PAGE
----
Two leading research institutions have partnered to help increase potato production in the Philippines, in order to meet the increasing demand for the commodity that is also fuelled by the proliferation of more fast food establishments in the country.
Through its National Technology Commercialization Program, the Department of Agriculture-Bureau of Agricultural Research (DA-BAR) is supporting the Northern Philippines Root Crops Research and Training Center (NPRCRTC) based at the Benguet State University in La Trinidad, Benguet, in producing high-yielding potato varieties for growing by farmers initially in Mountain Province.
The NPRCRTC’s project is the Commercialization and Promotion of Processing Potato Varieties through Rapid Multiplication Technique in Potato Growing Areas, which has so far produced 30,000 stem cuttings from 7,000 tissue-cultured mother plants.
According to Ines Gonzales, project leader, the use of the planting materials will, in the long run, help reduce the country’s import of potatoes for processing.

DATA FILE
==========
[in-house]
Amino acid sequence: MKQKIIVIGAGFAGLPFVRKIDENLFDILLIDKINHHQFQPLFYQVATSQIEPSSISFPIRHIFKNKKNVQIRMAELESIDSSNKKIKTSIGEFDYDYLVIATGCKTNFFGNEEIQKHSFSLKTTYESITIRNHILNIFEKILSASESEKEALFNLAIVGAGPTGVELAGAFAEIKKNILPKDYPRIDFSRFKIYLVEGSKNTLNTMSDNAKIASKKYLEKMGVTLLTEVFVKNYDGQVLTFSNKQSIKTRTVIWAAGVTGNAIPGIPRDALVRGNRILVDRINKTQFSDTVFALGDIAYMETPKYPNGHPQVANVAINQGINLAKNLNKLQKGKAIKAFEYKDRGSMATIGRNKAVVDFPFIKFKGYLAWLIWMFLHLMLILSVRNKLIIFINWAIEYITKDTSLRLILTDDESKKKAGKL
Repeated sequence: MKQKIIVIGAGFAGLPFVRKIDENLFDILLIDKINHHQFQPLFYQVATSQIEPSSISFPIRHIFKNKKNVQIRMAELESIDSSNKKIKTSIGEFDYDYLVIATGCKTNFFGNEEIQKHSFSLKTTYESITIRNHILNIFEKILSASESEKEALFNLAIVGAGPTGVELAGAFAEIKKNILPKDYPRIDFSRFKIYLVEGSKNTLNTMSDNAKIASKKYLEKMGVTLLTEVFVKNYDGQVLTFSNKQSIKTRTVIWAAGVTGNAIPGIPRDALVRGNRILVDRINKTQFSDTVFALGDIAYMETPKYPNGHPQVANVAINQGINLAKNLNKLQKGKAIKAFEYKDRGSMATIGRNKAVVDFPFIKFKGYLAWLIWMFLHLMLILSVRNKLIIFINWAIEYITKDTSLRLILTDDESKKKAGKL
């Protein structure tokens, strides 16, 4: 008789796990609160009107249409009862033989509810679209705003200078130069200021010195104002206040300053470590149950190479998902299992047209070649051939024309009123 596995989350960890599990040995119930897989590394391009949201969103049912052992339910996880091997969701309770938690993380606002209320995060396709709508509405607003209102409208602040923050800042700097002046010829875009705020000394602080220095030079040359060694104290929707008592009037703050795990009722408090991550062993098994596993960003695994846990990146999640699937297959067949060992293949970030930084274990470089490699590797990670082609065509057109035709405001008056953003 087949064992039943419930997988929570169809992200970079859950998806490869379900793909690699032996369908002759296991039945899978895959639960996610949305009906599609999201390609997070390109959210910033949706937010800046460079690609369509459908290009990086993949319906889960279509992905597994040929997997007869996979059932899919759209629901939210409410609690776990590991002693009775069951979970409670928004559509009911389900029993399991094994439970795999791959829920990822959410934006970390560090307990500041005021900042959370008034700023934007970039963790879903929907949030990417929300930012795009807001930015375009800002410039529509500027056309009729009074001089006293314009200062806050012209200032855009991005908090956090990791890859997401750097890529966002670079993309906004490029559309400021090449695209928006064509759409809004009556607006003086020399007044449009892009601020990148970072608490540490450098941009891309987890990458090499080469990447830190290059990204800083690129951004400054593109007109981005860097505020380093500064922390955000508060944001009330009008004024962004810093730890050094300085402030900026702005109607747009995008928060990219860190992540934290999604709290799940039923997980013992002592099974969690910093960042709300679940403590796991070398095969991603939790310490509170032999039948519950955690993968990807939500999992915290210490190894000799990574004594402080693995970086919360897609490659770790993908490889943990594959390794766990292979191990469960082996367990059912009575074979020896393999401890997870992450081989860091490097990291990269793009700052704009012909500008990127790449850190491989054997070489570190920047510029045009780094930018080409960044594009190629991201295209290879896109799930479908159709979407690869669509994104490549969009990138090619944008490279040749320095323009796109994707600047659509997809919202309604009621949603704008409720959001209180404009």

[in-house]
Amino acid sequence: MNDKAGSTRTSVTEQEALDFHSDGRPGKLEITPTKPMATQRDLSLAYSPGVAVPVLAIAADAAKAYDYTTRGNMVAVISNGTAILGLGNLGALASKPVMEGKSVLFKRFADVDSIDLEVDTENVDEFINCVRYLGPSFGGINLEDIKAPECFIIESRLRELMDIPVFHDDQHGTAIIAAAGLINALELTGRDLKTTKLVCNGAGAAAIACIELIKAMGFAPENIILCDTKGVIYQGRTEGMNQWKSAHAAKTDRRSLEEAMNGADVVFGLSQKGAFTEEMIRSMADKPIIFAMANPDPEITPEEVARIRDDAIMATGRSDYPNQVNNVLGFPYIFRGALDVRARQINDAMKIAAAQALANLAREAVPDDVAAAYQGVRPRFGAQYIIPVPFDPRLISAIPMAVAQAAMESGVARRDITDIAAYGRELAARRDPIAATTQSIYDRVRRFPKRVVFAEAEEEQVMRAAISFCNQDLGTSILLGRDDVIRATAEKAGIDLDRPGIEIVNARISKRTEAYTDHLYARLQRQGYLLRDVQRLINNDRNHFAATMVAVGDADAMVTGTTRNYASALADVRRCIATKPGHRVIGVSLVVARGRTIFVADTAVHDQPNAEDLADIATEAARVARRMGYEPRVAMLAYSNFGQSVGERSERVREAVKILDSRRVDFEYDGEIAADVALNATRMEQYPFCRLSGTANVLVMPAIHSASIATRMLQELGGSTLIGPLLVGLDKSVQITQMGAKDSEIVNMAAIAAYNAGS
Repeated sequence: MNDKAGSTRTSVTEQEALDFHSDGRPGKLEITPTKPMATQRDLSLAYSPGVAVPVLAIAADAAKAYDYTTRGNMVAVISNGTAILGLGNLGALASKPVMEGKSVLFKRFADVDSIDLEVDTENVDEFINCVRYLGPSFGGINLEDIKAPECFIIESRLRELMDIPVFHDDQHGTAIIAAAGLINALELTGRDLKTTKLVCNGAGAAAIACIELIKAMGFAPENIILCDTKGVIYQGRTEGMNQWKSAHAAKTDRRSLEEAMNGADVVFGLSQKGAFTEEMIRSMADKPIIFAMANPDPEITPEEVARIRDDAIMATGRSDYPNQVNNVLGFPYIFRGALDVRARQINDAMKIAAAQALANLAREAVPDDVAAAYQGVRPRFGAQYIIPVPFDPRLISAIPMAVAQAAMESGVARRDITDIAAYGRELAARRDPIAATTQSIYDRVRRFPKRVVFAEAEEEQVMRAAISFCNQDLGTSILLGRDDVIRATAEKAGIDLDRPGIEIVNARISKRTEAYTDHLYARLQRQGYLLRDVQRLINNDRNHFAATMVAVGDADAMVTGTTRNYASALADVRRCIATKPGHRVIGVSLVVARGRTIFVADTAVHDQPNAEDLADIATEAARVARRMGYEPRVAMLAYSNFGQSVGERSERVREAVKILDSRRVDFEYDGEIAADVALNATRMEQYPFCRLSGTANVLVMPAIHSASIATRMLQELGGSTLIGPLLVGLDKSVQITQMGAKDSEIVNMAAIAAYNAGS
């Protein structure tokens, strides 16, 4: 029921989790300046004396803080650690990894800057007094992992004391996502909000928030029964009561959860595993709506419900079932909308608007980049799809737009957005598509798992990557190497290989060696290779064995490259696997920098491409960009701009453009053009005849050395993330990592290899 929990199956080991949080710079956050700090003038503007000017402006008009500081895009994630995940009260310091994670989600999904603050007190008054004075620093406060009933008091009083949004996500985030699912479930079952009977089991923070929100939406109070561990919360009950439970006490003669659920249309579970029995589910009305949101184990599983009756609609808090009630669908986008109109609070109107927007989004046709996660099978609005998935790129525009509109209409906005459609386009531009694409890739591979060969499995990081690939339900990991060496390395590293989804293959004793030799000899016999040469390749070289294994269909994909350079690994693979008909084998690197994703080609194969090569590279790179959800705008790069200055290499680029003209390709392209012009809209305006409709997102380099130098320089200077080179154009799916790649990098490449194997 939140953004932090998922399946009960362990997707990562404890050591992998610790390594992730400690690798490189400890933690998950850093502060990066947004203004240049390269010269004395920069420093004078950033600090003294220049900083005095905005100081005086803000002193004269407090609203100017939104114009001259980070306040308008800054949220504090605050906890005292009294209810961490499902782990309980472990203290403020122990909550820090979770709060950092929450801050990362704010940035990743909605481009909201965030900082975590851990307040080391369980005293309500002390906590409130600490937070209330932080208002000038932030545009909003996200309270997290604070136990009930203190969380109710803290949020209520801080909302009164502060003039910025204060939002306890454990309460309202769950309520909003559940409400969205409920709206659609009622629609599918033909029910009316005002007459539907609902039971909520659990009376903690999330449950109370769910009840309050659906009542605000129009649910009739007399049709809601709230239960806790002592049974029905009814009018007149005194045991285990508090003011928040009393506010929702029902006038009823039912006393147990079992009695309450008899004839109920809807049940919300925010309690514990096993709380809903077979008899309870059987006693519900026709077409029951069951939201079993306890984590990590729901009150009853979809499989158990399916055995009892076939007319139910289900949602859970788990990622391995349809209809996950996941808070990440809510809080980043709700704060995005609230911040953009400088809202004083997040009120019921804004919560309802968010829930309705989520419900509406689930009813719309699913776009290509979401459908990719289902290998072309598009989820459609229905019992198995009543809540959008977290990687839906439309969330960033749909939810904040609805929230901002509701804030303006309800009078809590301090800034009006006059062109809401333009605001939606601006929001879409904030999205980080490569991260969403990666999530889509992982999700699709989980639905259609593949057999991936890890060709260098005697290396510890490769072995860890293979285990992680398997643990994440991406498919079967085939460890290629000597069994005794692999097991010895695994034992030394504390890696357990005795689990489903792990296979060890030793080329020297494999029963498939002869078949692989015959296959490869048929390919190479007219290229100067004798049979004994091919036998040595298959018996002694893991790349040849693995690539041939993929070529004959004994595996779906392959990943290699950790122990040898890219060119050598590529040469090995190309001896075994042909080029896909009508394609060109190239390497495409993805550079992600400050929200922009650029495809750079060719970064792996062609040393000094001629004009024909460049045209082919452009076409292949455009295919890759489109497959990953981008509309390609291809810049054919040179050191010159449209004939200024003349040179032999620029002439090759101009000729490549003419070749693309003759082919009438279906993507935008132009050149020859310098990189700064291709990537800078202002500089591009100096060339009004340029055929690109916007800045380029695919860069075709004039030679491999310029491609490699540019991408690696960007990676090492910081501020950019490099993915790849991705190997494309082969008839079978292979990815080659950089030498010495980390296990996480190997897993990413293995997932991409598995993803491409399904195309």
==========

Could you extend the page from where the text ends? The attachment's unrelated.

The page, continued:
“Quality clean planting materials, in the form of rooted cuttings or tuber seed pieces, are sourced from mother plants propagated through tissue culture,” DA-BAR said in a statement. “Of great importance to agriculture is that potatoes harvested from tissue culture-derived planting materials can be double or even triple the yield of those produced with the use of traditional planting materials and varieties.”
Among the available potato varieties, the varieties Igorota and Bengueta are considered the best by Cordillera farmers because these are well-adapted to the local conditions, are high yielding, resistant to late blight and have favorable eating qualities.
The two varieties have been approved by the National Seed Industry Council.
Sixty farmer-beneficiaries of the project have already been trained on how to manage clean planting materials before they were given stem cuttings as their initial source of planting materials. The beneficiaries are potato growers from the municipalities of Atok, Madaymen, Buguias, and Mankayan in Benguet; and in Bauko and Besao in Mountain Province.
Source: The Manila Times